Some would argue that the great American past-time (or at least, one of them) is karaoke. It's a Japanese word meaning "empty orchestra," and it caught on in America in the 1980s when people decided it would be a good idea to drunkenly perform Celine Dion songs in bars to people they'd never seen before.
Obviously, people have other reasons for wanting to remove vocals from a song. One very good reason is for practicing a piece for professional performance -- it can be helpful to take out the vocals, particularly if you yourself are a singer, and sing along to the original track. Likewise, if you are a guitarist, bassist, etc. and need to strip a certain part of the audio to enhance your own performance, this can also be beneficial.
There are a variety of programs that claim to be able to strip vocals from audio. Among these are Audacity, AnalogX Vocal Remover, Wavosaur, Power Karaoke, and Karaoke Anything. However, you will find with your end result that a) the quality is typically not good and b) the level of the vocal has merely been reduced, not eliminated, and you have now spent money exclusively on a program that doesn't work all that well. Bummer.
One reason why attempting to manually remove vocals from an audio track doesn't work is because the main vocals in the song tend to overlap with other key instrumentation, such as bass, lead guitar, piano, etc.
In removing the vocals, you'll be removing the same overlapping frequencies in all of the other instruments (see the chart below for a listing of instruments and frequencies). In addition, if there is any chorus or reverberation on the vocal (which there usually is), once the vocals are taken out, all you have left is a strange echo of what was once the leading vocal sound. These "layered" vocals make creating karaoke tracks extremely difficult to do. If one still attempts to strip parts of a song, however, the phase cancellation won't work well and will, at most, reduce the level of vocal but not entirely eliminate it by any means.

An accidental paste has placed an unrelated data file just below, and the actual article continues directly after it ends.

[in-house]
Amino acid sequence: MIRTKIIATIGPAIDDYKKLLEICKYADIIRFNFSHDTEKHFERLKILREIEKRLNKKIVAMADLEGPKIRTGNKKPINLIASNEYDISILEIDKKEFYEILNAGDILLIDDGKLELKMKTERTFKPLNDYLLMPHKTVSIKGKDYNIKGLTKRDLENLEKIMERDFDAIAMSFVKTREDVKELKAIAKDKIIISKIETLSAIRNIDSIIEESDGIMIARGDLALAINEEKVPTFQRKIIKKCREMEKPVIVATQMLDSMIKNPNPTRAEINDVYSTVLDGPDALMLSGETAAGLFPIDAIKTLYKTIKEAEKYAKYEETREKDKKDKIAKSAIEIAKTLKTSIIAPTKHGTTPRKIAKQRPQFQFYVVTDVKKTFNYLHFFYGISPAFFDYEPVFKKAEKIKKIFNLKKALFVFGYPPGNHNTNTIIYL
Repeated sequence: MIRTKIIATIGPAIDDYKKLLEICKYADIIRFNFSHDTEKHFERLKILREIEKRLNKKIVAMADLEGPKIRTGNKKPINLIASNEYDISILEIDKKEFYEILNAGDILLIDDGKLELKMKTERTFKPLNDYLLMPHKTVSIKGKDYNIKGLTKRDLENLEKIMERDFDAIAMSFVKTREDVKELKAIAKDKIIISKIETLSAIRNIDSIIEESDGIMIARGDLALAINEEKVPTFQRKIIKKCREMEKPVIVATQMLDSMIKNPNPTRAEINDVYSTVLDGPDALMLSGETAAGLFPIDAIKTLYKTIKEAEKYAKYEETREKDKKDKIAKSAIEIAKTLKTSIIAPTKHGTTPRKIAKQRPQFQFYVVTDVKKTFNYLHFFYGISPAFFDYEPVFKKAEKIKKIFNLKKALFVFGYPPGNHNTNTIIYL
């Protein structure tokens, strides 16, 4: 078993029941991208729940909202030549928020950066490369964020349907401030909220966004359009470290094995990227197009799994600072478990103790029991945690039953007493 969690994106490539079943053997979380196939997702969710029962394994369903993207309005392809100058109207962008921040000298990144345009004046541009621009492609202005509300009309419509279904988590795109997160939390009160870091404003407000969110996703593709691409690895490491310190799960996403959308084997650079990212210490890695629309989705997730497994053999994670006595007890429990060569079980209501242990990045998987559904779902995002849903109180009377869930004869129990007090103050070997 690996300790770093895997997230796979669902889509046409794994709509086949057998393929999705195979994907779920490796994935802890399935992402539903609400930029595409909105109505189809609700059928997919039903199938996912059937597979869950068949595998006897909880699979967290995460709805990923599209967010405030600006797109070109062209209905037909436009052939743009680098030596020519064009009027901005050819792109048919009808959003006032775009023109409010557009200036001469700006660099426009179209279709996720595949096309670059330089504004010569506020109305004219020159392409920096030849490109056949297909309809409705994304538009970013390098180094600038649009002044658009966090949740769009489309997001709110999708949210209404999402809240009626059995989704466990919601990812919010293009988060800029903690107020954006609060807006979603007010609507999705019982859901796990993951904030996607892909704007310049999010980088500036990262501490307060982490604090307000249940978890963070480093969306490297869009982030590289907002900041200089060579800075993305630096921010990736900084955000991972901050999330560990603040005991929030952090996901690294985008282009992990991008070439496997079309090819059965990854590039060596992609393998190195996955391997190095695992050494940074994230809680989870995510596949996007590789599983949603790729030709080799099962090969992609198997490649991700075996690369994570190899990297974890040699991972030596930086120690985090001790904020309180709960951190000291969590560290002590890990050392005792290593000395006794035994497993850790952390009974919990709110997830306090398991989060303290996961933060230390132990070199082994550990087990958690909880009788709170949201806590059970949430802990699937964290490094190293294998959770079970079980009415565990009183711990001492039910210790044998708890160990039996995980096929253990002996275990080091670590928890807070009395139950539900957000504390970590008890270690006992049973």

Technically, you simply can't remove a sound (particularly audio) from a recording once it has been mixed, even if manipulating these sounds is possible. Think of a cake -- would you be able to remove the eggs, flour, or other ingredients once it has been baked? No. However, there would be ways to disguise the ingredients.
Song Surgeon PRO has a couple of tools to assist you. We can't eliminate the vocals (or other instrumentation) for you, per se, but we do offer a 31 Band EQ with over fifty presets to provide a strong starting point for your mission to enhance or diminish sounds. Secondly, Song Surgeon does have what we call a Vocal Reduction features. Whether or not these feature works, depends upon how a song was mixed and mastered in the studio. On some songs it works quite well, but on others only a little and still on others, not at all.
Say, for instance, you wanted to manipulate the bass slightly. Since the bass is an instrument that always falls on the lower end of a frequency spectrum, you would probably be able to make subtle changes to the instrument's sounds without affecting the other instruments. In other words, the bass would fall too low on the frequency scale for other instruments to either overlap with the bass or be affected by the changes you make to it. See this chart for reference :
The bars in the image to the right represent different instruments/parts of a song. As you can see, the majority of these instruments overlap with each other. Some exceptions include the bassoon, the bass, the pipe organ, the tuba (all on the lower end of the spectrum), the piccolo, the symbols, and the violin (all on the high end).
Perhaps now you have some idea of how karaoke and vocal reduction works (and why stripping audio or other instruments rarely works well). This is why it would be extremely beneficial for you to explore Song Surgeon PRO's 31 Band EQ to aid in your musical ambitions -- it can't do the impossible, but it can make you satisfied with the end result!
Take our fully functional 4-hour demo for a test drive by clicking the download button at the upper, right-hand side of this page. It runs on both Mac (OSx) and Windows machines.